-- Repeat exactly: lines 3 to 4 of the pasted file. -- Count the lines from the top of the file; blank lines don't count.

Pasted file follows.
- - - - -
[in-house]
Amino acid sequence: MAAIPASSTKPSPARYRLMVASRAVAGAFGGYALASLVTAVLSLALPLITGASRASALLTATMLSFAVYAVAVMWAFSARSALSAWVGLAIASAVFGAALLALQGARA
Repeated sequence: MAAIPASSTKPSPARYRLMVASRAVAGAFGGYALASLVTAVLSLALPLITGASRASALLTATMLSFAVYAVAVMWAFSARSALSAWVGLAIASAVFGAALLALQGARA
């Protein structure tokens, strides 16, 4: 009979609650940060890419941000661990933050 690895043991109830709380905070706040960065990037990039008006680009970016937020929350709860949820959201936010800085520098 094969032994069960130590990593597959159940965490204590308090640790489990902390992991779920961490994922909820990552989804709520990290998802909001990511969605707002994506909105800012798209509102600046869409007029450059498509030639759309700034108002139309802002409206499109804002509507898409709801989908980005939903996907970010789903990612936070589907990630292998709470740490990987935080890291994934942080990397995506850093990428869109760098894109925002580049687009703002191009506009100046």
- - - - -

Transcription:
Repeated sequence: MAAIPASSTKPSPARYRLMVASRAVAGAFGGYALASLVTAVLSLALPLITGASRASALLTATMLSFAVYAVAVMWAFSARSALSAWVGLAIASAVFGAALLALQGARA
């Protein structure tokens, strides 16, 4: 009979609650940060890419941000661990933050 690895043991109830709380905070706040960065990037990039008006680009970016937020929350709860949820959201936010800085520098 094969032994069960130590990593597959159940965490204590308090640790489990902390992991779920961490994922909820990552989804709520990290998802909001990511969605707002994506909105800012798209509102600046869409007029450059498509030639759309700034108002139309802002409206499109804002509507898409709801989908980005939903996907970010789903990612936070589907990630292998709470740490990987935080890291994934942080990397995506850093990428869109760098894109925002580049687009703002191009506009100046």